The 1990s upsurge of anarchism found one expression in South Africa, where the anarchist and syndicalist tradition re-emerged after a break of decades. But this was not unique in English-using African countries. A substantial section of the Industrial Workers of the World (IWW) was formed among diamond miners in Sierra Leone, but destroyed in the country’s ongoing civil war in 1997, leading members ending up displaced in Guinea to the north. In Nigeria, the anarcho-syndicalist Awareness League emerged in 1990, claiming over 1,000 members, and joined the syndicalist International Workers Association in 1996. Its roots were in Nigeria’s large (mainly Marxist) left, and its development is partly described in a book issued by two League members, Sam Mbah and I.E. Igariwey, African Anarchism (published 1997, See Sharp Press in the USA: See Sharp version available here; also in an interview with Mbah in 2012, here).
Yet there was very little direct contact between the West African groups, and those of South Africa: news of one another was often second-hand, there was no direct contact by email (email use was a rarity for many African people at the time, even in South Africa), only the South Africans had a website (the Workers Solidarity Federation / WSF had a basic website from around 1995, on the then-popular, now-dead Geocities system; the WSF’s sister group in Ireland, the Workers Solidarity Movement / WSM, put the then-available materials on the Nigerians and Sierra Leoneans on a basic site, which is still online here); communication between the groups, such as it was, was by snail mail, which was very erratic.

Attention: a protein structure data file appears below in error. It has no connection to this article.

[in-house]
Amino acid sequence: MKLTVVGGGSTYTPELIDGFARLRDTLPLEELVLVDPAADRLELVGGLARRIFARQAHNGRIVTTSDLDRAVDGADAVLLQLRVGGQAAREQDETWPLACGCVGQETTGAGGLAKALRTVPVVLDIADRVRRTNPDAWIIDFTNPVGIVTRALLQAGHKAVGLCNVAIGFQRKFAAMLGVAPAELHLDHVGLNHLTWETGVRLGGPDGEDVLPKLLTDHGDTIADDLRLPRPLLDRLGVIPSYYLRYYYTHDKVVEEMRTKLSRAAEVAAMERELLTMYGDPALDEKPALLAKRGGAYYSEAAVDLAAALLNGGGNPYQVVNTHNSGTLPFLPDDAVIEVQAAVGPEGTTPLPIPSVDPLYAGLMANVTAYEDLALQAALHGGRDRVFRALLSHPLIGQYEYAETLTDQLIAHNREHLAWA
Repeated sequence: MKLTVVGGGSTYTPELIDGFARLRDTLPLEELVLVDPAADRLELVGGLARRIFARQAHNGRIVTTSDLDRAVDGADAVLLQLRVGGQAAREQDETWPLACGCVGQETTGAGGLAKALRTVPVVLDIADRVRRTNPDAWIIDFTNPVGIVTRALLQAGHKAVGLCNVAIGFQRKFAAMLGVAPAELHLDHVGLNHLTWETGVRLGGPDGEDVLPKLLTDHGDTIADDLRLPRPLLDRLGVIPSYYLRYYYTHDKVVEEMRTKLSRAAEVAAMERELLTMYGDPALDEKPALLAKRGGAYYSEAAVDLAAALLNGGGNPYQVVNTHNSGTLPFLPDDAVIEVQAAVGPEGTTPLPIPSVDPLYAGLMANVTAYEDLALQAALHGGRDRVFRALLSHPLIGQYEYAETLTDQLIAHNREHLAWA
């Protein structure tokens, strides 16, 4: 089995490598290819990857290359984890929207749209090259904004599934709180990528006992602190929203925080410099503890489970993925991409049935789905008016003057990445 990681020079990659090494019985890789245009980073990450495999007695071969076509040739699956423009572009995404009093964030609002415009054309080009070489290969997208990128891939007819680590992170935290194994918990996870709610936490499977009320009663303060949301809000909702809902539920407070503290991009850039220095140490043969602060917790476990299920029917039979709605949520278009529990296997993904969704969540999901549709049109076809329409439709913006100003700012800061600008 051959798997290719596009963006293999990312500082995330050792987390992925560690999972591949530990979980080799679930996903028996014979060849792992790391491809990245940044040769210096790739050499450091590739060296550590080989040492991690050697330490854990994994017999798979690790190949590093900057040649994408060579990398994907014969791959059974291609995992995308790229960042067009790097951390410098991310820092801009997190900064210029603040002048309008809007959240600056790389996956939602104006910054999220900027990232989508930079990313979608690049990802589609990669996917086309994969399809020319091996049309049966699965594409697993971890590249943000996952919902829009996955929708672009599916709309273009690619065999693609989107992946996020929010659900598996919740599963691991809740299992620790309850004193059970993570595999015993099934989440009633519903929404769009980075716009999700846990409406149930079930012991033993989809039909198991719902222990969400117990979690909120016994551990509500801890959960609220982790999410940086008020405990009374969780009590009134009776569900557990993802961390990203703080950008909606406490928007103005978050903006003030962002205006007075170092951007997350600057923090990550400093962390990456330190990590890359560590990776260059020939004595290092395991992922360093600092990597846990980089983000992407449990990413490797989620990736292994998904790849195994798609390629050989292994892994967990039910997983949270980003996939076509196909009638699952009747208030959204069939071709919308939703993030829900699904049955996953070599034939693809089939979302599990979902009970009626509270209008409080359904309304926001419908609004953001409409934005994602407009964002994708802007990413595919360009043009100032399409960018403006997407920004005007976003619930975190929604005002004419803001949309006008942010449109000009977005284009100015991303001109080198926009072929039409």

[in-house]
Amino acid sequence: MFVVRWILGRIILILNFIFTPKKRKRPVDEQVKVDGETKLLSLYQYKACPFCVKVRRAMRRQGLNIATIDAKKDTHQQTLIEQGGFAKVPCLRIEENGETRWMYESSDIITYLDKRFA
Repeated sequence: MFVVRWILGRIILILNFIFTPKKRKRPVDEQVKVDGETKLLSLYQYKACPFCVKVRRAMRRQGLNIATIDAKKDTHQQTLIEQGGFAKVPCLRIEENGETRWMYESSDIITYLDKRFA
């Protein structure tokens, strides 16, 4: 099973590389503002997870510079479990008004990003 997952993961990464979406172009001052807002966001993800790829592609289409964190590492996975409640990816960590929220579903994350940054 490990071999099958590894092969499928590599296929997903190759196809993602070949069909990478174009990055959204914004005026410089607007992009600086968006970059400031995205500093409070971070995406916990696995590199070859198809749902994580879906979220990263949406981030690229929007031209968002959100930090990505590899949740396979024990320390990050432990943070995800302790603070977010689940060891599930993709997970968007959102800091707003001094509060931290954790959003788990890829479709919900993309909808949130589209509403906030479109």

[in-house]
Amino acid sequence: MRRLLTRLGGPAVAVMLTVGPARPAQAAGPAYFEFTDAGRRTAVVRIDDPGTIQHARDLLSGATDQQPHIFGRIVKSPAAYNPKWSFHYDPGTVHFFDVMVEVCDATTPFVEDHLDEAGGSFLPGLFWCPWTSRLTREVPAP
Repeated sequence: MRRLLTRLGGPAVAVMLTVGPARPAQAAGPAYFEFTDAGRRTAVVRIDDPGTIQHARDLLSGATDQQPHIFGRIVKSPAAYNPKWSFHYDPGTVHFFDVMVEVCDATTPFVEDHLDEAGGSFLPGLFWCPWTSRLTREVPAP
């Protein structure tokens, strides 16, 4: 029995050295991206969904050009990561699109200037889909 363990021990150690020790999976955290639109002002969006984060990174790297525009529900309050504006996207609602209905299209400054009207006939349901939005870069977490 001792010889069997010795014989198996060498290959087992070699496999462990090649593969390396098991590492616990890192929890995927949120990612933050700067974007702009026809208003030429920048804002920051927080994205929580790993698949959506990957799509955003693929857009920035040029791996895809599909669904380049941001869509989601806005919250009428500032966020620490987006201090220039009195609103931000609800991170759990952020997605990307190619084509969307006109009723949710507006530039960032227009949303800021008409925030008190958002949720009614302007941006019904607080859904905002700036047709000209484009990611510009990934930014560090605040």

The Awareness League gained global attention when a number of its members were jailed in 1992 on the eve of a short-lived transition from military rule. The anarcho-syndicalist Workers Solidarity Alliance (WSA) in the United States of America built an international campaign, reliant on the then-key methods of spreading news in the anarchist and syndicalist milieu: snail mail. This meant mass mail-outs (of letters to groups), plus press statements that got picked up by anarchist and anarchist-friendly papers (these papers were also widely distributed by mail, the custom being that each group or paper would send free copies to a number of other groups).
So the South African Anarchist Revolutionary Movement (ARM) read about the campaign in American anarchist papers, got letters from the WSA (see scanned copy of a WSA package sent to the South Africans here: this includes material by the League) and both ARM and WSF wrote about the Awareness League (here, here, here). The Nigerians meanwhile wrote about the Anarchist Revolutionary Movement (ARM) in African Anarchism . ARM and WSF regularly sent materials and letters to the Awareness League, but only in 1999 did it get a direct letter from Sam Mbah. News about the IWW in Sierra Leone reached WSF through email contacts in the West. The South Africans sent letters and materials, but never heard back.
The Sierra Leone IWW did not survive the civil war; the Awareness League dissolved in the 2000s, and the stalwart Mbah passed away in 2014; and neither formation had obvious successors; while the WSF dissolved in 1999, it was replaced by projects like the Bikisha Media Collective, in turn absorbed into the Zabalaza Anarchist Communist Fedeation (later, Front, the ZACF), in 2003.
A 1990s Durban-based group in South Africa, the Anarchist Awareness League, was obviously named after the Nigerian group: see here. This, too, ended up in ZACF.